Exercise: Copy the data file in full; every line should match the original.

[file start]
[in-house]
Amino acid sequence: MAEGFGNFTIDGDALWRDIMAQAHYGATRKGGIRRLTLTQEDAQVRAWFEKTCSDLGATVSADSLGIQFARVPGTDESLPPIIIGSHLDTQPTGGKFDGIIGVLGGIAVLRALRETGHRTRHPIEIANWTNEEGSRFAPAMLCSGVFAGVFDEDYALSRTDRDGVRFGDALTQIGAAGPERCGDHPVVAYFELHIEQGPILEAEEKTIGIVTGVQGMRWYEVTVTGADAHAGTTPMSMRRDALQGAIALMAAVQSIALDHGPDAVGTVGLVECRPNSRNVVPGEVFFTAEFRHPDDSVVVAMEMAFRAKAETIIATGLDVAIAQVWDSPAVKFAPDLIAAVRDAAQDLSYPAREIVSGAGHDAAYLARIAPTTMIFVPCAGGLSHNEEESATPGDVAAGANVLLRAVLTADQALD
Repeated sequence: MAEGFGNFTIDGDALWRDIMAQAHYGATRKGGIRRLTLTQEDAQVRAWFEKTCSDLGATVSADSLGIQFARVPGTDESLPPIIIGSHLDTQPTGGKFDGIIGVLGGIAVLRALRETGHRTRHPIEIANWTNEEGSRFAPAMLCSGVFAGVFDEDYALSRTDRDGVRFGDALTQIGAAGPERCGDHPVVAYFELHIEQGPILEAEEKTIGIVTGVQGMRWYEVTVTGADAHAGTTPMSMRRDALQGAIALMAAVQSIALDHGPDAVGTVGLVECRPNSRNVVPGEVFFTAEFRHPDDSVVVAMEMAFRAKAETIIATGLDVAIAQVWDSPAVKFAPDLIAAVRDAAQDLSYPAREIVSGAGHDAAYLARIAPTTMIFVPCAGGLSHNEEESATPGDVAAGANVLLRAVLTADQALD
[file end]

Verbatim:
[in-house]
Amino acid sequence: MAEGFGNFTIDGDALWRDIMAQAHYGATRKGGIRRLTLTQEDAQVRAWFEKTCSDLGATVSADSLGIQFARVPGTDESLPPIIIGSHLDTQPTGGKFDGIIGVLGGIAVLRALRETGHRTRHPIEIANWTNEEGSRFAPAMLCSGVFAGVFDEDYALSRTDRDGVRFGDALTQIGAAGPERCGDHPVVAYFELHIEQGPILEAEEKTIGIVTGVQGMRWYEVTVTGADAHAGTTPMSMRRDALQGAIALMAAVQSIALDHGPDAVGTVGLVECRPNSRNVVPGEVFFTAEFRHPDDSVVVAMEMAFRAKAETIIATGLDVAIAQVWDSPAVKFAPDLIAAVRDAAQDLSYPAREIVSGAGHDAAYLARIAPTTMIFVPCAGGLSHNEEESATPGDVAAGANVLLRAVLTADQALD
Repeated sequence: MAEGFGNFTIDGDALWRDIMAQAHYGATRKGGIRRLTLTQEDAQVRAWFEKTCSDLGATVSADSLGIQFARVPGTDESLPPIIIGSHLDTQPTGGKFDGIIGVLGGIAVLRALRETGHRTRHPIEIANWTNEEGSRFAPAMLCSGVFAGVFDEDYALSRTDRDGVRFGDALTQIGAAGPERCGDHPVVAYFELHIEQGPILEAEEKTIGIVTGVQGMRWYEVTVTGADAHAGTTPMSMRRDALQGAIALMAAVQSIALDHGPDAVGTVGLVECRPNSRNVVPGEVFFTAEFRHPDDSVVVAMEMAFRAKAETIIATGLDVAIAQVWDSPAVKFAPDLIAAVRDAAQDLSYPAREIVSGAGHDAAYLARIAPTTMIFVPCAGGLSHNEEESATPGDVAAGANVLLRAVLTADQALD